Amazed by people’s creativity

Last week was a busy week. Through it I learned so much- about people, about my own practice as a trainer/facilitator but the most remarkable,  amazing thing I witnessed was people’s natural ability and desire to be creative. It reaffirmed to me why I do my work and has encouraged me to develop a sharper focus in this area. Let me tell you more…

One session last week was based on the ideas in my book- Who says you’re not creative?  It was a new session with brand new exercises. One of these activities involved ‘big paint and big paper’. In my book I talk about ‘big pens for big ideas’ and this was a visual variation on that theme. I’ve been wanting to try this out in my workshops for a while but the opportunity had not arisen- until now.

Working in small groups, people were given big paint and big paper and freedom to create and explore in whichever way felt good for them. (They were given the option of creating around a theme- but they opted to go ‘freestyle’).

I equipped people with sponges and rulers to spread the paint but instead many of them dived straight in with their hands. They did hand-prints, hand-spreading, hand-glunking- (yes I just made that word up) it was fascinating and exhilarating to see. No one cared about the mess- they just got on with it and enjoyed it. Further into the session one group started picking up the paint and flicking it across the paper. How free is that?!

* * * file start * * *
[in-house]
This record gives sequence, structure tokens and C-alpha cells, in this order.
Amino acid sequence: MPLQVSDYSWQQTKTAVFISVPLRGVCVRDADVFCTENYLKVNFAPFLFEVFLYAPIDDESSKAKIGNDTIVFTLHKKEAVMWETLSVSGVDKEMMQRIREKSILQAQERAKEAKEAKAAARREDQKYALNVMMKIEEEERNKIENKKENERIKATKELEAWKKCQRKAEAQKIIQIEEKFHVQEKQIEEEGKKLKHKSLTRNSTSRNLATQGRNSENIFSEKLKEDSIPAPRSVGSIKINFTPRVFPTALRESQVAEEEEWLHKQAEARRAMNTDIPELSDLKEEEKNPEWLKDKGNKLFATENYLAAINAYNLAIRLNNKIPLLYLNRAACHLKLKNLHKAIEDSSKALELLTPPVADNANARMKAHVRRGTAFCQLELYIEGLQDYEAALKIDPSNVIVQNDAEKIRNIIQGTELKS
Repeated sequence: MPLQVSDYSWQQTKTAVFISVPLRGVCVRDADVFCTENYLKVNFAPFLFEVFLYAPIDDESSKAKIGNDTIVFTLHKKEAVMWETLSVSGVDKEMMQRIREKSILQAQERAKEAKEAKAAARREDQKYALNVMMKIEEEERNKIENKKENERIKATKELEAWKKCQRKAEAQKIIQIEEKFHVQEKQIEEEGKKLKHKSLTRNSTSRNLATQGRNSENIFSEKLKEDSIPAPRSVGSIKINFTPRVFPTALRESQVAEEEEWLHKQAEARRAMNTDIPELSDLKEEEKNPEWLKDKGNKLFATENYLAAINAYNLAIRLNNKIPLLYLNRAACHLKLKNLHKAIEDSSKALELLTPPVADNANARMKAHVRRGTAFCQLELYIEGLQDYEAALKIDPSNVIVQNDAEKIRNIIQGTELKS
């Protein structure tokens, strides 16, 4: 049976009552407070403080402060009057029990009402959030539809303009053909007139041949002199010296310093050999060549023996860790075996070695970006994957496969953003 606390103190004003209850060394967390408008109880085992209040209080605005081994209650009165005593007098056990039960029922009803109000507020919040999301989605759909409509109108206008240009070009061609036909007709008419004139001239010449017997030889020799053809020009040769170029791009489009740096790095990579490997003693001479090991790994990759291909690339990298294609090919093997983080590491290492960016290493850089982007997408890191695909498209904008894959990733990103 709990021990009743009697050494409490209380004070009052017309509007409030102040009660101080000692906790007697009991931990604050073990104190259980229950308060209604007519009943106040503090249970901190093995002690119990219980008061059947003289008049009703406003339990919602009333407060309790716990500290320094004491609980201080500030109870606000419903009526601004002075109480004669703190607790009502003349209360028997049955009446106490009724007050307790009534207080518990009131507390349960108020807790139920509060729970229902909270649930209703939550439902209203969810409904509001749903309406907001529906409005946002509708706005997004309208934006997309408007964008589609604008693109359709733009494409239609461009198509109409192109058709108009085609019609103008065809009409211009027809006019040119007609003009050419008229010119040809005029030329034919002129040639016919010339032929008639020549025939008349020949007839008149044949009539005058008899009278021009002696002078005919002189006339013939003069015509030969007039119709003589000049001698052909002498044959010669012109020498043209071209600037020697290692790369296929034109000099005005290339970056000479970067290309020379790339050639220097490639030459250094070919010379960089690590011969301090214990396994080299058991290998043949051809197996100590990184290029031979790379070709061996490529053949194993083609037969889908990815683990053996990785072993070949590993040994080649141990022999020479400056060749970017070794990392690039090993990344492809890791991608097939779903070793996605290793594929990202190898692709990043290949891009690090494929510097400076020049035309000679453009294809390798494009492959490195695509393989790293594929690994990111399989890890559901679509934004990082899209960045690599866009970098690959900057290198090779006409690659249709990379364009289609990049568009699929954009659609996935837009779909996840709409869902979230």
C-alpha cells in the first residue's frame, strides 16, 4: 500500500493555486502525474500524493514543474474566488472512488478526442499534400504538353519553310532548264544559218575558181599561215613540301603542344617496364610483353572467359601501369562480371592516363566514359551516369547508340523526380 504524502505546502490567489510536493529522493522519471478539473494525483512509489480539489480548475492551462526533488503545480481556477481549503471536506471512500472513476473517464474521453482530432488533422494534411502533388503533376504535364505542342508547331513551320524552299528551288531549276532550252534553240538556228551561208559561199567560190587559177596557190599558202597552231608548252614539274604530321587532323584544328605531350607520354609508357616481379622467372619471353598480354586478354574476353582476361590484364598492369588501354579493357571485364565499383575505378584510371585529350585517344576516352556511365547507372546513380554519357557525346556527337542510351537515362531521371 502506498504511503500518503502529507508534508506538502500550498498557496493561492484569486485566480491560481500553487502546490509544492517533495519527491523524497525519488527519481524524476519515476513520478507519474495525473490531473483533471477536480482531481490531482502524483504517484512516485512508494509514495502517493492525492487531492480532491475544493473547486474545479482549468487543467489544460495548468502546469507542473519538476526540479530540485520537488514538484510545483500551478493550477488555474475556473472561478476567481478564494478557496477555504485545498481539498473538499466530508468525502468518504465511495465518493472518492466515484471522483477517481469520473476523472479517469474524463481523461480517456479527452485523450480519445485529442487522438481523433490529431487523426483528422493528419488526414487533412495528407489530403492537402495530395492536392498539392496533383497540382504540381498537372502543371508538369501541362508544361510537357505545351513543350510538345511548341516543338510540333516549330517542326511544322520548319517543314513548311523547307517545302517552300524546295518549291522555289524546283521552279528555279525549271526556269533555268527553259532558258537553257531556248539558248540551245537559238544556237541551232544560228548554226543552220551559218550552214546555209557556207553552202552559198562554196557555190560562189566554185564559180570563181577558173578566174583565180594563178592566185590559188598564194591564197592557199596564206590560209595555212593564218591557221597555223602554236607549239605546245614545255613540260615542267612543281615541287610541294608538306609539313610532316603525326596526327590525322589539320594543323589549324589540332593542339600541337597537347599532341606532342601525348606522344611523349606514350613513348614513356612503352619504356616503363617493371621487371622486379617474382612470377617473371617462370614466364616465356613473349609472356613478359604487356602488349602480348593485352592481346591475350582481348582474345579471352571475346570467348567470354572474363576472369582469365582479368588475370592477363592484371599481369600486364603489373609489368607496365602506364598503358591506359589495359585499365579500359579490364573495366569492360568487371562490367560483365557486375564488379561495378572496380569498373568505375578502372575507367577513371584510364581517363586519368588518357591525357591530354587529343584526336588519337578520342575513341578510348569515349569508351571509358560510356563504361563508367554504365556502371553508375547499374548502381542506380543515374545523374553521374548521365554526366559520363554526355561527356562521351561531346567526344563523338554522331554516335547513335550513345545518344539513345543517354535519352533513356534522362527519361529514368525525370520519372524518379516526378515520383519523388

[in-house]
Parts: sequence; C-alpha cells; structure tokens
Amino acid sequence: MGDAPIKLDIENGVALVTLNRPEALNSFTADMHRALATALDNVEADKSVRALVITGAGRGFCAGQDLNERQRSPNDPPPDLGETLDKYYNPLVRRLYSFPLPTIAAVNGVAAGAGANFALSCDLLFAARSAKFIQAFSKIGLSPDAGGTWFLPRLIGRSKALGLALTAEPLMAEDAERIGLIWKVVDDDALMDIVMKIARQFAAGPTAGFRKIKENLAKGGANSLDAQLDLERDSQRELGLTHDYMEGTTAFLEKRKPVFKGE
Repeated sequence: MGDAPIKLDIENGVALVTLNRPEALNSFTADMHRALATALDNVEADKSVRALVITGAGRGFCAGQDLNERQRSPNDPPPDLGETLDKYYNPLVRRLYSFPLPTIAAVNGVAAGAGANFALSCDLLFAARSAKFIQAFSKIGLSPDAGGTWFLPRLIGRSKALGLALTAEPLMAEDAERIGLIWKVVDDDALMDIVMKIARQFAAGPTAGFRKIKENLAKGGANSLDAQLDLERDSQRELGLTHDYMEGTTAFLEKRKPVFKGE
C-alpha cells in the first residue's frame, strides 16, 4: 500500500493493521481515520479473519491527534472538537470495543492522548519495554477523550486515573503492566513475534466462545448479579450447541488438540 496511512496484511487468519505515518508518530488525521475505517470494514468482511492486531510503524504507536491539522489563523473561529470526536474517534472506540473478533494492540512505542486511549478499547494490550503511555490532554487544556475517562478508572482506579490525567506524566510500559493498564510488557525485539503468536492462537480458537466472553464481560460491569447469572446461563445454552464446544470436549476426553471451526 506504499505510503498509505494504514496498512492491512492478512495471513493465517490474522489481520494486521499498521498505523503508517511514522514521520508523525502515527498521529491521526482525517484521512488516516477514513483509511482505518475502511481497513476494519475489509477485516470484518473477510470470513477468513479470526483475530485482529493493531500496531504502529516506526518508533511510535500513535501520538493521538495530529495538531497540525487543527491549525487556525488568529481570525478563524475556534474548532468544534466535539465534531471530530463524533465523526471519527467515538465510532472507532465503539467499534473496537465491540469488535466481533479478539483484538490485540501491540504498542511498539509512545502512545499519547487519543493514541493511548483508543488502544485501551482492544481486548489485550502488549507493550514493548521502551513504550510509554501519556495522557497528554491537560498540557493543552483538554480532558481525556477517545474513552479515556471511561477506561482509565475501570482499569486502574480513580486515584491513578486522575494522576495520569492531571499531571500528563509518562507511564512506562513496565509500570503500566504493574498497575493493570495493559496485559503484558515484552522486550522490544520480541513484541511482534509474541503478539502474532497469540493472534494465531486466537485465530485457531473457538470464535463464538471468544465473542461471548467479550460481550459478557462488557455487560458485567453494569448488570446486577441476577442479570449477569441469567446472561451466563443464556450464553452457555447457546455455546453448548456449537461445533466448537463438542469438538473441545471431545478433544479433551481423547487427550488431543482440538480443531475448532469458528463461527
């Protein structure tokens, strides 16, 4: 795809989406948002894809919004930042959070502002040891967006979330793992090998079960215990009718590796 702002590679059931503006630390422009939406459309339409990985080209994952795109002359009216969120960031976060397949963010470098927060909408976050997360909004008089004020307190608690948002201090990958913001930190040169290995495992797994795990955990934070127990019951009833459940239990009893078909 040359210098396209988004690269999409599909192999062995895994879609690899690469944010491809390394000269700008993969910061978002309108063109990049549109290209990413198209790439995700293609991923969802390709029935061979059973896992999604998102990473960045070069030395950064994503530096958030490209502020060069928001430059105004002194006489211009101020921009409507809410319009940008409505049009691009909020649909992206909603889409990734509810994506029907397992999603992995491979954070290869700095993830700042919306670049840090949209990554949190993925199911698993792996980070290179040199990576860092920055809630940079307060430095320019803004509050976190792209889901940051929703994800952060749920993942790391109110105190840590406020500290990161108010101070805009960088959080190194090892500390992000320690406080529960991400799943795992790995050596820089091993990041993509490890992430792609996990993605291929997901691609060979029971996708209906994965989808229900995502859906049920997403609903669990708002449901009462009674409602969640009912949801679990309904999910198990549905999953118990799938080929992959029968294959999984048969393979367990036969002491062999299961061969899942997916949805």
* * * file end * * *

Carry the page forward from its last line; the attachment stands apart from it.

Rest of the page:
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I wanted the exercise to be creative and liberating and thought people might be slightly anxious or nervous. I was wrong. People more than welcomed the chance to play. ‘I haven’t painted since I was at school’ said one person.

There were different degrees of messiness but everyone engaged and made their own sense- or no sense – of the process. ‘This arrow is about direction and these shapes are about the different things I could do.’ Is that an abstract artist speaking?